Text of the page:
The Year in Pictures


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UNFPA

 

The Latest

 

Wednesday, 29 December 2021

The UNFPA Latest newsletter closes with a look back at the 2021 in photographs, focusing on themes from COVID-19 to climate change to crises and conflict. We also highlight work on the ground in the Philippines following Super Typhoon Rai, the recently-launched annual Humanitarian Action Overview report and efforts in promoting sexual and reproductive health around the globe. Thanks for reading this year. 

 

 

 

2021: A look back at a year of assistance amidst adversity

UNITED NATIONS – If 2020 was defined by the pandemic, 2021 was to be the year of the vaccine. Yet the promise of a world returning to normal, of faces unmasked and social lives resumed, remains just beyond reach –  and for some entirely elusive. With vaccines came inequality, apprehension, misinformation, mutations: with the close of another year, an uncertain one beckons.  

View the year in pictures

 

Humanitarian aid rushed to Philippines following record-setting typhoon

Philippines – Super Typhoon Rai made landfall in the Philippines on 16 December. It was the third strongest storm ever recorded in the northern hemisphere.

Look at Super Typhoon Rai's aftermath

 

Women and girls’ needs require urgent attention as climate shocks, conflict and COVID fuel humanitarian crises

Natural disasters, intensified by climate change, conflict and the continuing coronavirus pandemic, are driving up humanitarian needs and displacement worldwide, taking a devastating and disproportionate toll on women and girls who are less able to access life-saving services and less likely to be part of decision-making that affects their lives.

UNFPA has launched its largest ever humanitarian appeal to reach over 54 million women, girls and young people in 61 countries in 2022. UNFPA’s humanitarian support to countries will focus on the provision of integrated sexual and reproductive health and gender-based violence services and comprehensive support for survivors of violence, including mental health and psychosocial support. The total appeal is for $835 million.

Learn more about the humanitarian appeal

 

Mobile health units are saving lives in Libya

GHAT, Libya – Rahma was delivering at home when complications arose: obstructed labour, internal bleeding and low haemoglobin levels. The 18-year-old, a migrant from Niger, was rushed to a mobile health unit in Ghat, where after undergoing a Caesarean section and blood transfusion, she gave birth to a healthy baby boy she named Ahmed. “I feared for the life of my child more than my own but thankfully we both were saved,” Rahma said.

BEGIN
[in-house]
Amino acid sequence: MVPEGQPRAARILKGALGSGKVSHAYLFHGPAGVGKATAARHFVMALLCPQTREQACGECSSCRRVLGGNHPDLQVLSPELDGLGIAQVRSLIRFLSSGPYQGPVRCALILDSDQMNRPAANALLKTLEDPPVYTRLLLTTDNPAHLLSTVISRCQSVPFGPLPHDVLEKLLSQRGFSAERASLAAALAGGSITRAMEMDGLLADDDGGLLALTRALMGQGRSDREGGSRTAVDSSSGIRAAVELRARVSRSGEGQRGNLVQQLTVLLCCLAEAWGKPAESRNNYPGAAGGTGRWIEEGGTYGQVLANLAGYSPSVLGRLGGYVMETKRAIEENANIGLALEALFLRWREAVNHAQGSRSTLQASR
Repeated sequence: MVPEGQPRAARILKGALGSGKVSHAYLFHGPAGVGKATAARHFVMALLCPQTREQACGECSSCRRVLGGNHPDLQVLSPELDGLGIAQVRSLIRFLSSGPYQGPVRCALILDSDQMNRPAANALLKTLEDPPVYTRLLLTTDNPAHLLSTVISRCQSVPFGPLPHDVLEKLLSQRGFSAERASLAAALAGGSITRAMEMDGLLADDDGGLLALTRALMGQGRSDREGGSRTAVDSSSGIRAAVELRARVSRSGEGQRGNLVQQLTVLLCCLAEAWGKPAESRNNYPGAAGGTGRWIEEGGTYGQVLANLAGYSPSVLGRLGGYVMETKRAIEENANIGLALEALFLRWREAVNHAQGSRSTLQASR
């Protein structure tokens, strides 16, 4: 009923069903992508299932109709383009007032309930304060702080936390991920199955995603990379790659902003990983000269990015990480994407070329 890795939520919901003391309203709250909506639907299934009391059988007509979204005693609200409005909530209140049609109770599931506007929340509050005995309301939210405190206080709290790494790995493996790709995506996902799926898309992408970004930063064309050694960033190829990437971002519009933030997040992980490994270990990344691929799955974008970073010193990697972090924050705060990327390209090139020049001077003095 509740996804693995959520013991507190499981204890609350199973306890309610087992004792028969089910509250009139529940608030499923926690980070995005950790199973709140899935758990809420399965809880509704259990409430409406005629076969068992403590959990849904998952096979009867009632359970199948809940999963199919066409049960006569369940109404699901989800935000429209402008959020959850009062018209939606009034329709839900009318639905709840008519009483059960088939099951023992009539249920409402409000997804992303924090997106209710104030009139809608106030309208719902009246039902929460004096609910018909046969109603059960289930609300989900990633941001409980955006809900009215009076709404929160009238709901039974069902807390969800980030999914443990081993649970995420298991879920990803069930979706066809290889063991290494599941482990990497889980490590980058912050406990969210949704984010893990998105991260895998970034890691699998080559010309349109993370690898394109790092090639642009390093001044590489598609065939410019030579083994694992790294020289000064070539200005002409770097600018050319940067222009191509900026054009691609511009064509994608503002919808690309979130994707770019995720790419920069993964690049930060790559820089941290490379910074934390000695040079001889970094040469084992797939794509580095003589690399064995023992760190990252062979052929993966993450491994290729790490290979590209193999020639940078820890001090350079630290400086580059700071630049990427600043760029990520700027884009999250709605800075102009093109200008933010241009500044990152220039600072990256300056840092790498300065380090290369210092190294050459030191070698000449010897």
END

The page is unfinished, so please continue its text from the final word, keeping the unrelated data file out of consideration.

See how mobile health units support a fragile health system

 

Emergency help is a phone call away for midwives in Afghanistan

Kabul, AFGHANISTAN – One evening in August, Firoza, a 34-year-old mother of five, was rushed from her village of Chesht-Sherat in Herat Province to a UNFPA-supported Family Health House. She was in labour but had developed complications and was in severe pain.

Family Health Houses help people in hard-to-reach areas to access otherwise scarce maternity services, and have supported more than 15,000 women in delivering their babies safely across Afghanistan so far in 2021. After being treated by staff at the health centre, Firoza was able to give birth safely. But her midwife, Amina, noticed there was something different about this delivery – it wasn’t over. Firoza had another baby on the way. 

Read how family health houses fill health-care facility gaps

 

In Pakistan’s remote areas, midwives ensure care beyond safe birth

KARACHI, Pakistan – During the pandemic, 24-year-old Seema moved to Koohi Goth, an urban slum on the outskirts of Pakistan’s largest city, to be closer to her parents. She had three daughters, the youngest of whom died as a newborn because of the lack of neonatal services in her former neighbourhood of Karachi City, a few miles from the Rehri Goth, coupled with limited prenatal care to address pregnancy complications. Now she is pregnant again, but this time, she started visiting the midwifery-led care unit at the Koohi Goth Hospital, where she receives regular checkups for free. 

Discover how midwifery-led care is making a difference

 

Adolescents with questions find answers via live-streamed sexuality education in China

QINGHAI PROVINCE, China – “I never talked about sex with my friends or my parents,” said 15-year-old Cairen, a 9th-grader in China’s Qinghai Province. “Sexuality is a taboo topic.” Her experience is shared by many adolescents across China as they struggle to negotiate the transition to adulthood. In Yunnan Province, 14-year-old Tu confided, that once in a while, he would talk with his friends about sex. But after a word or two, “the conversation was over.” 

Take note of the benefit of sexuality education

 

 

 

 

 

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